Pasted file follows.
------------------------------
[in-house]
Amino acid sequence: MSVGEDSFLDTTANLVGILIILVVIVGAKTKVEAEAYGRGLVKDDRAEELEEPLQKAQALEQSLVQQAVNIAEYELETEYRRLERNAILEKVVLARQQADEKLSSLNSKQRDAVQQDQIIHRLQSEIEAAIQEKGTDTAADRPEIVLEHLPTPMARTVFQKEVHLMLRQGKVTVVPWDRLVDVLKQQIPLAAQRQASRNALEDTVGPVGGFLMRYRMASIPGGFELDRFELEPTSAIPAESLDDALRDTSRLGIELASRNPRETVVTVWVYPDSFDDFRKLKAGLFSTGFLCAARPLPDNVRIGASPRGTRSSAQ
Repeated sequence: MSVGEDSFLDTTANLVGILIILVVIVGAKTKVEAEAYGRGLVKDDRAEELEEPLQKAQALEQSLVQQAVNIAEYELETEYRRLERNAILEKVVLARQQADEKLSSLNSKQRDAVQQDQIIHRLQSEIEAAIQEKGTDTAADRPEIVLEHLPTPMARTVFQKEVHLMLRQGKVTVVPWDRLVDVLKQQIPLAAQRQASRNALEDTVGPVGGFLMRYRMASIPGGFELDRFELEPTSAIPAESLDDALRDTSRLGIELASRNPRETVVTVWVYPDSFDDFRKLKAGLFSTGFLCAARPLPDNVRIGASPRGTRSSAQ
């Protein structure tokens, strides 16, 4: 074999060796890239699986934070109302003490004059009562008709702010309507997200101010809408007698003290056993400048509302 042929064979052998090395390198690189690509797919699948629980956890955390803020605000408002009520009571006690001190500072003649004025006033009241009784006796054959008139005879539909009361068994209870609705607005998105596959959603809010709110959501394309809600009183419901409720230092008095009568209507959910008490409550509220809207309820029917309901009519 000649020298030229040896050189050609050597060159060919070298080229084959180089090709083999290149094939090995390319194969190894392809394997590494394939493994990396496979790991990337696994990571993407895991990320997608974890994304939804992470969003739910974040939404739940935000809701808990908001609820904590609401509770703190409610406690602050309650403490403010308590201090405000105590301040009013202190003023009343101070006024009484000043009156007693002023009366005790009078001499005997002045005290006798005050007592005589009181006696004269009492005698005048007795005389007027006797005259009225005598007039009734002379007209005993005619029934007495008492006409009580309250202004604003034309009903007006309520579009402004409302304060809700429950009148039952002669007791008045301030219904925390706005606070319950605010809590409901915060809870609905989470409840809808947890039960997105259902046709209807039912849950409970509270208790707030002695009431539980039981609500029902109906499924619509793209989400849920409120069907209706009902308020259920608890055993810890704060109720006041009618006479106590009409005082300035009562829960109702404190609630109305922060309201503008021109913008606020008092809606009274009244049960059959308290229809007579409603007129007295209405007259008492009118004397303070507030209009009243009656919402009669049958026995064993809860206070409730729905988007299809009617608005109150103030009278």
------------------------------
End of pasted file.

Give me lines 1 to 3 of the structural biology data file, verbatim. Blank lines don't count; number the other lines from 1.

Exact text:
[in-house]
Amino acid sequence: MSVGEDSFLDTTANLVGILIILVVIVGAKTKVEAEAYGRGLVKDDRAEELEEPLQKAQALEQSLVQQAVNIAEYELETEYRRLERNAILEKVVLARQQADEKLSSLNSKQRDAVQQDQIIHRLQSEIEAAIQEKGTDTAADRPEIVLEHLPTPMARTVFQKEVHLMLRQGKVTVVPWDRLVDVLKQQIPLAAQRQASRNALEDTVGPVGGFLMRYRMASIPGGFELDRFELEPTSAIPAESLDDALRDTSRLGIELASRNPRETVVTVWVYPDSFDDFRKLKAGLFSTGFLCAARPLPDNVRIGASPRGTRSSAQ
Repeated sequence: MSVGEDSFLDTTANLVGILIILVVIVGAKTKVEAEAYGRGLVKDDRAEELEEPLQKAQALEQSLVQQAVNIAEYELETEYRRLERNAILEKVVLARQQADEKLSSLNSKQRDAVQQDQIIHRLQSEIEAAIQEKGTDTAADRPEIVLEHLPTPMARTVFQKEVHLMLRQGKVTVVPWDRLVDVLKQQIPLAAQRQASRNALEDTVGPVGGFLMRYRMASIPGGFELDRFELEPTSAIPAESLDDALRDTSRLGIELASRNPRETVVTVWVYPDSFDDFRKLKAGLFSTGFLCAARPLPDNVRIGASPRGTRSSAQ